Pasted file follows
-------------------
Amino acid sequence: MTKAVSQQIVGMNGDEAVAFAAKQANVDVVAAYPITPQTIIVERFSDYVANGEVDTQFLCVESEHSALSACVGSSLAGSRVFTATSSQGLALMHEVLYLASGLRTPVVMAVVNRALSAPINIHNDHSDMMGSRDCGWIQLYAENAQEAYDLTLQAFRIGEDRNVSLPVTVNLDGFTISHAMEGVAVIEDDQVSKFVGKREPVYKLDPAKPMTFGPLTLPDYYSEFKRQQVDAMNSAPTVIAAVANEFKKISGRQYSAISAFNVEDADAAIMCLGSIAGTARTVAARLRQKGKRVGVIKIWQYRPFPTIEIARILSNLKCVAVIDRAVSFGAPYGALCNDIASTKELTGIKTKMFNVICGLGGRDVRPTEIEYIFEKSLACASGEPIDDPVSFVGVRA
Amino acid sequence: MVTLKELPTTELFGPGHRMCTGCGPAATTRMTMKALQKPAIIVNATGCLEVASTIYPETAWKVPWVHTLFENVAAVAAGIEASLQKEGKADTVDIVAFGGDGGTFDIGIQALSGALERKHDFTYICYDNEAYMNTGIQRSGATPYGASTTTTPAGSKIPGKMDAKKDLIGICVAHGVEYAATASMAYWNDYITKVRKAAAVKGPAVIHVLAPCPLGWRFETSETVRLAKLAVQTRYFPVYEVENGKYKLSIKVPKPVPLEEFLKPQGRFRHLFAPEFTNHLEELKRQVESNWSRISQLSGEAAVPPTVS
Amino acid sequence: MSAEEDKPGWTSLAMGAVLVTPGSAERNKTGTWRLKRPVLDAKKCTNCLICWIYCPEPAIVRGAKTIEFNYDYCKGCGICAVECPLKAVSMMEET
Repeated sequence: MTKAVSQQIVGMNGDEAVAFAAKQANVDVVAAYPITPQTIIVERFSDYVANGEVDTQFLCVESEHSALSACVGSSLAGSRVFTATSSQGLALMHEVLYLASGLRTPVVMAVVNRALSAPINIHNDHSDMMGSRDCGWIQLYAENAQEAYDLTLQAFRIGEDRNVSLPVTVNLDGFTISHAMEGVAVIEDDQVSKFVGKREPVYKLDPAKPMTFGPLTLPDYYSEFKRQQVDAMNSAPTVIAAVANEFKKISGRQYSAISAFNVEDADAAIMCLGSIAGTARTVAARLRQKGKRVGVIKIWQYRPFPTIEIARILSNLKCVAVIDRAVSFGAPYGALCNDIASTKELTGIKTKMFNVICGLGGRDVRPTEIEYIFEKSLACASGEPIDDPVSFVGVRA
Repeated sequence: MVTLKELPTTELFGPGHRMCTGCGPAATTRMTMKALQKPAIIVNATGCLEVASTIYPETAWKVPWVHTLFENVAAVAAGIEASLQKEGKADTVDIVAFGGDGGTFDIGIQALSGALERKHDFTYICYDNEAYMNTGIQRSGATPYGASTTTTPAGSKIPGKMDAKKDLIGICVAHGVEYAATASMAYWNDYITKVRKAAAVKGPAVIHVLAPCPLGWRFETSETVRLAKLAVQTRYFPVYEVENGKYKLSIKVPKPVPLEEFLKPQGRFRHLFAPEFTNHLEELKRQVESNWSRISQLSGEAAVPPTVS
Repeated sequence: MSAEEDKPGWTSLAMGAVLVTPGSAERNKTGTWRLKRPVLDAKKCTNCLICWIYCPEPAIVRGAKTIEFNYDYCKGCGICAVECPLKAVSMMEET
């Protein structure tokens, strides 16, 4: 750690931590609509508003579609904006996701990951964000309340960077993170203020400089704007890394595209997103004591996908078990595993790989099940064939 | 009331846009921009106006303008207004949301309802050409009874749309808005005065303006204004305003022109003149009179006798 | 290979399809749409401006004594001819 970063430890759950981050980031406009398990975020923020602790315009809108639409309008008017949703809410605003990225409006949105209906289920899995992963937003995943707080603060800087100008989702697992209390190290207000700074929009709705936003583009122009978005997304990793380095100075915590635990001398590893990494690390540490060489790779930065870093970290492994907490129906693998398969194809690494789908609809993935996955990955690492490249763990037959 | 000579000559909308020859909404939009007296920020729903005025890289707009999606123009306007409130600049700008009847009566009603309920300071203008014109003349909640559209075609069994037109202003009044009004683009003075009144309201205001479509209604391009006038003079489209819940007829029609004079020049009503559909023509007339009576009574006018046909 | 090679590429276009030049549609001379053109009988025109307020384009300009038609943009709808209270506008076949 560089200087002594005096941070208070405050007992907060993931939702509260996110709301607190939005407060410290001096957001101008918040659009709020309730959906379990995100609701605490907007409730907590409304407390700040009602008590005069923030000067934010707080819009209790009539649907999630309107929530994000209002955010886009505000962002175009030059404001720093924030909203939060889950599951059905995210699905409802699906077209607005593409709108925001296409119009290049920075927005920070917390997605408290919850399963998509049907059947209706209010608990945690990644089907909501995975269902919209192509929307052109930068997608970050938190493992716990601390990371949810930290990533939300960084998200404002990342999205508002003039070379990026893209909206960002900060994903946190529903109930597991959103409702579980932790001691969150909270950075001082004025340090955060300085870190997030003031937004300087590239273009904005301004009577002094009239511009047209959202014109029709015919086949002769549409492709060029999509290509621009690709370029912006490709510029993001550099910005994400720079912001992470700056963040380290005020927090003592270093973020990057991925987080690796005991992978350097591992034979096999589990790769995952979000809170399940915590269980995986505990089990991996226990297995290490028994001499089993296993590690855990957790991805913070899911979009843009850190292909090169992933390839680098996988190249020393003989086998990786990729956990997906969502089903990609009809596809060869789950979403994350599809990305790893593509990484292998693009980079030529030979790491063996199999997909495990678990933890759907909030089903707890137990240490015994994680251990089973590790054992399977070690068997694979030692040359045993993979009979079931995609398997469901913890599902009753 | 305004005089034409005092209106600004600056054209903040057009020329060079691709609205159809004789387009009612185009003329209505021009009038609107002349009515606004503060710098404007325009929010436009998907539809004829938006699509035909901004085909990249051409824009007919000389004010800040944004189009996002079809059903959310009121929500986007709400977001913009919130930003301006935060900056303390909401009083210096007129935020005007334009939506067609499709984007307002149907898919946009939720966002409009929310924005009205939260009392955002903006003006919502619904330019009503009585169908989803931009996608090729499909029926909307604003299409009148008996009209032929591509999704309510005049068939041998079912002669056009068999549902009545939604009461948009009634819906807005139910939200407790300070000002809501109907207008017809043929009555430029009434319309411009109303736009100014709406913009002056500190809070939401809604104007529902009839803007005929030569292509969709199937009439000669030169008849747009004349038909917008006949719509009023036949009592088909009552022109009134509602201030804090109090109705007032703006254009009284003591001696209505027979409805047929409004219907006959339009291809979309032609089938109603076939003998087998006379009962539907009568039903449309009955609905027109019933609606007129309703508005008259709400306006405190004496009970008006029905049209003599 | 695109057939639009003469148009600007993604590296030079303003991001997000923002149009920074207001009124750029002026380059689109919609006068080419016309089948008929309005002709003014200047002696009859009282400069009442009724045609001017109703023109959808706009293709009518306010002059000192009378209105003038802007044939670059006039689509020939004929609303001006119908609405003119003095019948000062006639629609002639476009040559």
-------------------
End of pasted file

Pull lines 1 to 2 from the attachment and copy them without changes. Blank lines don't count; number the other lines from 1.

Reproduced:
Amino acid sequence: MTKAVSQQIVGMNGDEAVAFAAKQANVDVVAAYPITPQTIIVERFSDYVANGEVDTQFLCVESEHSALSACVGSSLAGSRVFTATSSQGLALMHEVLYLASGLRTPVVMAVVNRALSAPINIHNDHSDMMGSRDCGWIQLYAENAQEAYDLTLQAFRIGEDRNVSLPVTVNLDGFTISHAMEGVAVIEDDQVSKFVGKREPVYKLDPAKPMTFGPLTLPDYYSEFKRQQVDAMNSAPTVIAAVANEFKKISGRQYSAISAFNVEDADAAIMCLGSIAGTARTVAARLRQKGKRVGVIKIWQYRPFPTIEIARILSNLKCVAVIDRAVSFGAPYGALCNDIASTKELTGIKTKMFNVICGLGGRDVRPTEIEYIFEKSLACASGEPIDDPVSFVGVRA
Amino acid sequence: MVTLKELPTTELFGPGHRMCTGCGPAATTRMTMKALQKPAIIVNATGCLEVASTIYPETAWKVPWVHTLFENVAAVAAGIEASLQKEGKADTVDIVAFGGDGGTFDIGIQALSGALERKHDFTYICYDNEAYMNTGIQRSGATPYGASTTTTPAGSKIPGKMDAKKDLIGICVAHGVEYAATASMAYWNDYITKVRKAAAVKGPAVIHVLAPCPLGWRFETSETVRLAKLAVQTRYFPVYEVENGKYKLSIKVPKPVPLEEFLKPQGRFRHLFAPEFTNHLEELKRQVESNWSRISQLSGEAAVPPTVS